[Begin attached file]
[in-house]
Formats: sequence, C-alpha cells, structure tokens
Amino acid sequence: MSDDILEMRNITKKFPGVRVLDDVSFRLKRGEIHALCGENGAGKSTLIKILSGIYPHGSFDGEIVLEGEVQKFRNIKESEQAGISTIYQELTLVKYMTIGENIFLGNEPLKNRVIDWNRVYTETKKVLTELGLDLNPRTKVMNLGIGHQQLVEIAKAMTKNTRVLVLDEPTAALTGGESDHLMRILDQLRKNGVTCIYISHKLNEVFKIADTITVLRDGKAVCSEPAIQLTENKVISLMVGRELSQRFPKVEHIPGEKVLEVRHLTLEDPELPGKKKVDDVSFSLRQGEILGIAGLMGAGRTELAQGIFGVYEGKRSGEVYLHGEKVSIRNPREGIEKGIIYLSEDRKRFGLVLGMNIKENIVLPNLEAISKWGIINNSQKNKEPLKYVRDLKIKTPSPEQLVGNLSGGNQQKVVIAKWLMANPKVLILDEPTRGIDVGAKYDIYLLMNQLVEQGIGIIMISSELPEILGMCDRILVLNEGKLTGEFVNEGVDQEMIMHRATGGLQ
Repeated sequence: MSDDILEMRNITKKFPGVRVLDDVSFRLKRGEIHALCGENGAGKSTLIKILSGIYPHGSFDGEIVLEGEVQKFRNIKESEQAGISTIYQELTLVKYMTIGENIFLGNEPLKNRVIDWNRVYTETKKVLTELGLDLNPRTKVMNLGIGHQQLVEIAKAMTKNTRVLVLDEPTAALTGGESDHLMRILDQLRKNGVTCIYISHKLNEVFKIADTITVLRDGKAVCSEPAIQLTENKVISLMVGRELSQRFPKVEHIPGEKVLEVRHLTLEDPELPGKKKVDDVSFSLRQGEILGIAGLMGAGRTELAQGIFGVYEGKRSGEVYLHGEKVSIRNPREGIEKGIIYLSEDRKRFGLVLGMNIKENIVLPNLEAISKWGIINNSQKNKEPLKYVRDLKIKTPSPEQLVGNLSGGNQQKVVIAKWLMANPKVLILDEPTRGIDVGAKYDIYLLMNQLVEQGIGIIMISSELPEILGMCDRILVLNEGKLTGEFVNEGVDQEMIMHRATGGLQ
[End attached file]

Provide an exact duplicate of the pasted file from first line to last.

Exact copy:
[in-house]
Formats: sequence, C-alpha cells, structure tokens
Amino acid sequence: MSDDILEMRNITKKFPGVRVLDDVSFRLKRGEIHALCGENGAGKSTLIKILSGIYPHGSFDGEIVLEGEVQKFRNIKESEQAGISTIYQELTLVKYMTIGENIFLGNEPLKNRVIDWNRVYTETKKVLTELGLDLNPRTKVMNLGIGHQQLVEIAKAMTKNTRVLVLDEPTAALTGGESDHLMRILDQLRKNGVTCIYISHKLNEVFKIADTITVLRDGKAVCSEPAIQLTENKVISLMVGRELSQRFPKVEHIPGEKVLEVRHLTLEDPELPGKKKVDDVSFSLRQGEILGIAGLMGAGRTELAQGIFGVYEGKRSGEVYLHGEKVSIRNPREGIEKGIIYLSEDRKRFGLVLGMNIKENIVLPNLEAISKWGIINNSQKNKEPLKYVRDLKIKTPSPEQLVGNLSGGNQQKVVIAKWLMANPKVLILDEPTRGIDVGAKYDIYLLMNQLVEQGIGIIMISSELPEILGMCDRILVLNEGKLTGEFVNEGVDQEMIMHRATGGLQ
Repeated sequence: MSDDILEMRNITKKFPGVRVLDDVSFRLKRGEIHALCGENGAGKSTLIKILSGIYPHGSFDGEIVLEGEVQKFRNIKESEQAGISTIYQELTLVKYMTIGENIFLGNEPLKNRVIDWNRVYTETKKVLTELGLDLNPRTKVMNLGIGHQQLVEIAKAMTKNTRVLVLDEPTAALTGGESDHLMRILDQLRKNGVTCIYISHKLNEVFKIADTITVLRDGKAVCSEPAIQLTENKVISLMVGRELSQRFPKVEHIPGEKVLEVRHLTLEDPELPGKKKVDDVSFSLRQGEILGIAGLMGAGRTELAQGIFGVYEGKRSGEVYLHGEKVSIRNPREGIEKGIIYLSEDRKRFGLVLGMNIKENIVLPNLEAISKWGIINNSQKNKEPLKYVRDLKIKTPSPEQLVGNLSGGNQQKVVIAKWLMANPKVLILDEPTRGIDVGAKYDIYLLMNQLVEQGIGIIMISSELPEILGMCDRILVLNEGKLTGEFVNEGVDQEMIMHRATGGLQ